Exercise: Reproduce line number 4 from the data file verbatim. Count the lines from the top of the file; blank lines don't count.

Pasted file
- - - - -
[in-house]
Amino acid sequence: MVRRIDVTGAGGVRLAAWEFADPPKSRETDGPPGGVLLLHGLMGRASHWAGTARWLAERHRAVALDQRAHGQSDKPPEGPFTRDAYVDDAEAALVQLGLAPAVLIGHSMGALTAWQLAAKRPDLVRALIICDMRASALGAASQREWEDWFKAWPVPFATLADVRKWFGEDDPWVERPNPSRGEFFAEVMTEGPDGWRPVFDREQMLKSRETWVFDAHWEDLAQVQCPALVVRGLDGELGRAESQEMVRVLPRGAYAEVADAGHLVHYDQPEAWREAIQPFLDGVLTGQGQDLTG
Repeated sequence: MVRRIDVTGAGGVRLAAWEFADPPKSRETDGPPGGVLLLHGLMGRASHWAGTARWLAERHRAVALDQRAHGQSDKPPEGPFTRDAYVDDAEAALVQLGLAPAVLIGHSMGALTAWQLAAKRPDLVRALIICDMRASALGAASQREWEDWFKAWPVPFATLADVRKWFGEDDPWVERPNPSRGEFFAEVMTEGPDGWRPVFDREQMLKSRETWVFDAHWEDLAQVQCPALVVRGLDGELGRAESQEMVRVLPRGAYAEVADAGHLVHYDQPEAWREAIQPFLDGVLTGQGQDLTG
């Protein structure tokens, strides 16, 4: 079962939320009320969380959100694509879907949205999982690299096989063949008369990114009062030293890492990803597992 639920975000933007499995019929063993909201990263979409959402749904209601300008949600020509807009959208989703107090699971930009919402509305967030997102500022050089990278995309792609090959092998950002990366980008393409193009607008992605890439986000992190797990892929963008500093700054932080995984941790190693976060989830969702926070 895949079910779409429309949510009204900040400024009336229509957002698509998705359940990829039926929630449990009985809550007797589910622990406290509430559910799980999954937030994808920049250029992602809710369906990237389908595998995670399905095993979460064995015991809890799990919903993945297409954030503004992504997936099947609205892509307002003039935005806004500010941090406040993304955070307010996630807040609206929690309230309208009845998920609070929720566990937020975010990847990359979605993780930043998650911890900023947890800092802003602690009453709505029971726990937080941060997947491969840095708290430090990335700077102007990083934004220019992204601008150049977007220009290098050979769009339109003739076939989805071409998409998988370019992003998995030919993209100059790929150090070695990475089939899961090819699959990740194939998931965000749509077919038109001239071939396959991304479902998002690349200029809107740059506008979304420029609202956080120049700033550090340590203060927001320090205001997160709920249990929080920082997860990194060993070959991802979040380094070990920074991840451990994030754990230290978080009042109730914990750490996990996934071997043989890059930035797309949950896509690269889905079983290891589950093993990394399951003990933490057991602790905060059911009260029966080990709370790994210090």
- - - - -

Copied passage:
């Protein structure tokens, strides 16, 4: 079962939320009320969380959100694509879907949205999982690299096989063949008369990114009062030293890492990803597992 639920975000933007499995019929063993909201990263979409959402749904209601300008949600020509807009959208989703107090699971930009919402509305967030997102500022050089990278995309792609090959092998950002990366980008393409193009607008992605890439986000992190797990892929963008500093700054932080995984941790190693976060989830969702926070 895949079910779409429309949510009204900040400024009336229509957002698509998705359940990829039926929630449990009985809550007797589910622990406290509430559910799980999954937030994808920049250029992602809710369906990237389908595998995670399905095993979460064995015991809890799990919903993945297409954030503004992504997936099947609205892509307002003039935005806004500010941090406040993304955070307010996630807040609206929690309230309208009845998920609070929720566990937020975010990847990359979605993780930043998650911890900023947890800092802003602690009453709505029971726990937080941060997947491969840095708290430090990335700077102007990083934004220019992204601008150049977007220009290098050979769009339109003739076939989805071409998409998988370019992003998995030919993209100059790929150090070695990475089939899961090819699959990740194939998931965000749509077919038109001239071939396959991304479902998002690349200029809107740059506008979304420029609202956080120049700033550090340590203060927001320090205001997160709920249990929080920082997860990194060993070959991802979040380094070990920074991840451990994030754990230290978080009042109730914990750490996990996934071997043989890059930035797309949950896509690269889905079983290891589950093993990394399951003990933490057991602790905060059911009260029966080990709370790994210090």